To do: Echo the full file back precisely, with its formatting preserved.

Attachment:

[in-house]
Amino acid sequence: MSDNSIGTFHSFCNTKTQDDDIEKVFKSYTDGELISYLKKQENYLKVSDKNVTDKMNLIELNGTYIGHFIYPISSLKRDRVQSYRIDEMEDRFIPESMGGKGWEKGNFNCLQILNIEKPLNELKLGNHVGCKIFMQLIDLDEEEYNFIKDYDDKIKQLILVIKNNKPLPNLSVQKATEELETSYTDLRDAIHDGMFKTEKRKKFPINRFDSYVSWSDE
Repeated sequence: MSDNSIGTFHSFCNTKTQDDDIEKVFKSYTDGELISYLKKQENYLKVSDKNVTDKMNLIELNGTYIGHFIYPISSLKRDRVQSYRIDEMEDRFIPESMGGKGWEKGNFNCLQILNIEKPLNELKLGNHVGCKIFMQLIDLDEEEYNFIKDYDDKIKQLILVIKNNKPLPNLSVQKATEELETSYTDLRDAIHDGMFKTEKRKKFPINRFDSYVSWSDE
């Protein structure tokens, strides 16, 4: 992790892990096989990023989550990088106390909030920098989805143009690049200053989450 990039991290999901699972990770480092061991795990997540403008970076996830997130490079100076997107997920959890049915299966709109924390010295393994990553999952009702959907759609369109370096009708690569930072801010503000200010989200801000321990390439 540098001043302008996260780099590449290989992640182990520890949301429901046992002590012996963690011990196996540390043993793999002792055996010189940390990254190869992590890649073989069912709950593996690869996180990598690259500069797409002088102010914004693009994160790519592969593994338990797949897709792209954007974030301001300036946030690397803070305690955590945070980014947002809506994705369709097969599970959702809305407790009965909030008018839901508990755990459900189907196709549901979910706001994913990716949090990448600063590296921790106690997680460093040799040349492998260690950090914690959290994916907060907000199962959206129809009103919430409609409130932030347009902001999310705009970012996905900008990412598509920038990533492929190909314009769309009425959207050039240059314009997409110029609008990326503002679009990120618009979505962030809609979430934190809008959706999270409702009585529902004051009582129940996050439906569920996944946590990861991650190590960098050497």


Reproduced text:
[in-house]
Amino acid sequence: MSDNSIGTFHSFCNTKTQDDDIEKVFKSYTDGELISYLKKQENYLKVSDKNVTDKMNLIELNGTYIGHFIYPISSLKRDRVQSYRIDEMEDRFIPESMGGKGWEKGNFNCLQILNIEKPLNELKLGNHVGCKIFMQLIDLDEEEYNFIKDYDDKIKQLILVIKNNKPLPNLSVQKATEELETSYTDLRDAIHDGMFKTEKRKKFPINRFDSYVSWSDE
Repeated sequence: MSDNSIGTFHSFCNTKTQDDDIEKVFKSYTDGELISYLKKQENYLKVSDKNVTDKMNLIELNGTYIGHFIYPISSLKRDRVQSYRIDEMEDRFIPESMGGKGWEKGNFNCLQILNIEKPLNELKLGNHVGCKIFMQLIDLDEEEYNFIKDYDDKIKQLILVIKNNKPLPNLSVQKATEELETSYTDLRDAIHDGMFKTEKRKKFPINRFDSYVSWSDE
């Protein structure tokens, strides 16, 4: 992790892990096989990023989550990088106390909030920098989805143009690049200053989450 990039991290999901699972990770480092061991795990997540403008970076996830997130490079100076997107997920959890049915299966709109924390010295393994990553999952009702959907759609369109370096009708690569930072801010503000200010989200801000321990390439 540098001043302008996260780099590449290989992640182990520890949301429901046992002590012996963690011990196996540390043993793999002792055996010189940390990254190869992590890649073989069912709950593996690869996180990598690259500069797409002088102010914004693009994160790519592969593994338990797949897709792209954007974030301001300036946030690397803070305690955590945070980014947002809506994705369709097969599970959702809305407790009965909030008018839901508990755990459900189907196709549901979910706001994913990716949090990448600063590296921790106690997680460093040799040349492998260690950090914690959290994916907060907000199962959206129809009103919430409609409130932030347009902001999310705009970012996905900008990412598509920038990533492929190909314009769309009425959207050039240059314009997409110029609008990326503002679009990120618009979505962030809609979430934190809008959706999270409702009585529902004051009582129940996050439906569920996944946590990861991650190590960098050497």